Mike Flanagan: The Maestro of Modern Horror


In the vast landscape of horror cinema, certain filmmakers carve a niche for themselves by bringing fresh perspectives and innovative techniques to age-old tales of terror. One such maestro in the realm of modern horror is Mike Flanagan. Over the past few years, Flanagan has risen to prominence as a storyteller par excellence, blending psychological tension with supernatural chills. With his most recent projects The Midnight Club (2022) and The Fall of the House of Usher (2023) surpassing the impressive precedent he set for himself back in 2011 with Absentia, it’s clear Flanagan won’t be slowing down any time soon. His work in horror films and TV is distinguished by his keen attention to character development, atmospheric dread, and thought-provoking narratives.

Rooted in Characters

Unlike many other films in the genre that often rely on cheap jump scares or gratuitous violence, Flanagan’s movies and series prioritize depth and substance. In Gerald’s Game (2017), for instance, the story revolves around a woman handcuffed to a bed in a remote cabin following her husband’s sudden death. The horror does not come from external monsters but from the protagonist’s inner demons. As she fights for survival, she is haunted by traumatic memories and visceral hallucinations. Flanagan brilliantly portrays the psychological and emotional torment of the character, making the audience empathize with her, rooting for her escape not just from the physical restraints but also from her haunting past. Flanagan is also known for his frequent collaborations with the same actors. He routinely works with a variety of well-known performers, such as his wife Kate Siegel, Carla Gugino, Henry Thomas, Katie Parker, Robert Longstreet, Samantha Sloyan, Bruce Greenwood, Rahul Kohli, Amelia Eve, and Zach Gilford. Flanagan has also become known for his willingness to work with emerging actors, such as Henry Thomas and Victoria Pedretti.

Crafting Atmospheric Horror

Flanagan’s capability to create a chilling atmosphere without resorting to overt horror tropes is another hallmark of his style. This is evident in The Haunting of Hill House (2018), a Netflix series that is both a family drama and a ghost story. While it does have its share of spirits and eerie sequences, the most haunting aspects of the series are the traumas and unresolved tensions between the Crain siblings as adult children. The sprawling gothic mansion is not just a house filled with ghosts, but a manifestation of the family’s collective grief, guilt, and unresolved issues. The scares are masterfully interwoven with poignant moments, making it a deeply emotional experience for the viewer.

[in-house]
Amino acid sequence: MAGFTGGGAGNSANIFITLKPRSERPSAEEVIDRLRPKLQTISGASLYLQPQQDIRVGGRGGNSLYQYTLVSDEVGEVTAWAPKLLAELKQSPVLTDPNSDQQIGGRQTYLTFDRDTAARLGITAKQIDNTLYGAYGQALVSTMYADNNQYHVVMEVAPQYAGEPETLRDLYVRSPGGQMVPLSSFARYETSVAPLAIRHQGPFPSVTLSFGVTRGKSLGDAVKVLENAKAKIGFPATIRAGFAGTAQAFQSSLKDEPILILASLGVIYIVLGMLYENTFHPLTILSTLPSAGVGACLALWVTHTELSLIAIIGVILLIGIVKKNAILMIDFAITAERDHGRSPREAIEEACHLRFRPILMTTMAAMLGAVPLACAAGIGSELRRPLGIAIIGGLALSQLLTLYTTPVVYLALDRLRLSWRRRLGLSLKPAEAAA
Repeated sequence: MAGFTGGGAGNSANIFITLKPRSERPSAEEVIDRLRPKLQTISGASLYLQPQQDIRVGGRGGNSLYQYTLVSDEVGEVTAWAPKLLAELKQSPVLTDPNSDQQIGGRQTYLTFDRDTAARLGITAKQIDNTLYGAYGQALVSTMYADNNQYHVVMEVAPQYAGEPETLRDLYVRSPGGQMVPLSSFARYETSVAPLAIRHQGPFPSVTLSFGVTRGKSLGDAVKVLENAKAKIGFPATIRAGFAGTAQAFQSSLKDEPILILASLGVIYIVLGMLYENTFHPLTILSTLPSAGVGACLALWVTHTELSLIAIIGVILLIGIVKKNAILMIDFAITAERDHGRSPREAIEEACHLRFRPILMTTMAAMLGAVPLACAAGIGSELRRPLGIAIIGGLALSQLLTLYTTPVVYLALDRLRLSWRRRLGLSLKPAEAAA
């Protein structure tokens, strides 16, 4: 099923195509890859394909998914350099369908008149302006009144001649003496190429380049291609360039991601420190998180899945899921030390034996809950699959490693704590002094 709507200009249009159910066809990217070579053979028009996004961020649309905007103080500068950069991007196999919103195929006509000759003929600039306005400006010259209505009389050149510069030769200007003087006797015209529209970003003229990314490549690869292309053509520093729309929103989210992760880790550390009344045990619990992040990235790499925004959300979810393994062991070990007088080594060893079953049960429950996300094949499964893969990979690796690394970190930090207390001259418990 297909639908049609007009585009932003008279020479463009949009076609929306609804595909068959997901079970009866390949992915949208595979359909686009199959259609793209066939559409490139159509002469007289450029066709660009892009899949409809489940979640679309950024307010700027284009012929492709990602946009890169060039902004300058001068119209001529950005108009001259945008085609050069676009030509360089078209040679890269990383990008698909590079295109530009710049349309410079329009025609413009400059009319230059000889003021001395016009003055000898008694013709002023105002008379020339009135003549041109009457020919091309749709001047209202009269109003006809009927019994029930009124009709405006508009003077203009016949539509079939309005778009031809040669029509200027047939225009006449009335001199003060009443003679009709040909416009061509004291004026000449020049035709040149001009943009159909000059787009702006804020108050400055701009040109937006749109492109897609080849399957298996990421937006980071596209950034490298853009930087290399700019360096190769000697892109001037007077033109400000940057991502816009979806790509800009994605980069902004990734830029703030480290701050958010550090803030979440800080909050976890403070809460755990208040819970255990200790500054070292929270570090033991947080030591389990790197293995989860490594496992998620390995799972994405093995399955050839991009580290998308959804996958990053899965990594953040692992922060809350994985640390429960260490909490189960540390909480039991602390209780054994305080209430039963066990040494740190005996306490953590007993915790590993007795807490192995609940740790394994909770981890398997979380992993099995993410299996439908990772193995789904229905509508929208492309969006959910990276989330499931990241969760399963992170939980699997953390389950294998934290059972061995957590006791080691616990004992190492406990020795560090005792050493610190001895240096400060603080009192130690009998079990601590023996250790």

Narrative Complexity

Doctor Sleep (2019), a sequel to Stephen King’s The Shining, showcases Flanagan’s talent in dealing with complex narratives. Crafting a sequel to a story as iconic as The Shining is no small feat, especially when considering the weight of Stanley Kubrick’s legendary adaptation. However, Flanagan manages to bridge King’s literary world with Kubrick’s cinematic one, delivering a film that pays homage to its roots while standing on its own. The story, focusing on an adult Danny Torrance battling with his traumatic past and a new supernatural threat, intertwines multiple storylines and layers of horror, showcasing Flanagan’s adeptness in handling intricate plots.

Emphasis on Humanity

A recurrent theme across Flanagan’s projects is the focus on humanity amidst the horror. Oculus (2013), a tale about a haunted mirror, delves deep into the fractured relationships of a family and the lasting impact of childhood trauma. The Lasser Glass, the malevolent mirror in the story, not only manipulates reality but also exacerbates the existing issues within the family, making it a metaphor for unresolved emotional baggage. The horror of Oculus is not just in the supernatural occurrences but in witnessing a family torn apart by an evil force.

Similarly, in The Haunting of Bly Manor (2020), the second installment in the Haunting anthology based on The Turn of the Screw by Henry James, Flanagan takes a classic ghost story and infuses each of the show’s episodes with a tale of love, loss, and acceptance. Though there are ghosts and eerie sequences, the real horrors stem from human emotions: the pain of unrequited love, the agony of loss, and the terror of being forgotten. The same emphasis on humanity is put on even clearer display in Midnight Mass (2021), which places more specific targets on forgiveness, redemption, and guilt.


Mike Flanagan’s works are not your run-of-the-mill horror projects. They are, at their core, human stories wrapped in a cloak of supernatural dread. His characters are not mere victims of external entities; they are individuals battling their inner demons, be it guilt, trauma, or fear. By prioritizing character development and emotional depth, Flanagan ensures that the audience is invested in the fate of the protagonists.

Moreover, his emphasis on atmospheric horror, combined with his meticulous craftsmanship, elevates his projects from mere scare-fests to cinematic masterpieces. He weaves narratives that are intricate and layered, ensuring that viewers are not just scared, but also stimulated intellectually and emotionally.

In a genre often dismissed for its lack of depth or originality, Mike Flanagan’s scary stories stand out as beacons of innovation and substance. His unique approach to storytelling ensures that his works are not just horror stories but profound explorations of the human psyche. In a world teeming with monsters, both real and imagined, Flanagan reminds us that the most complex and terrifying landscapes are often the ones within us.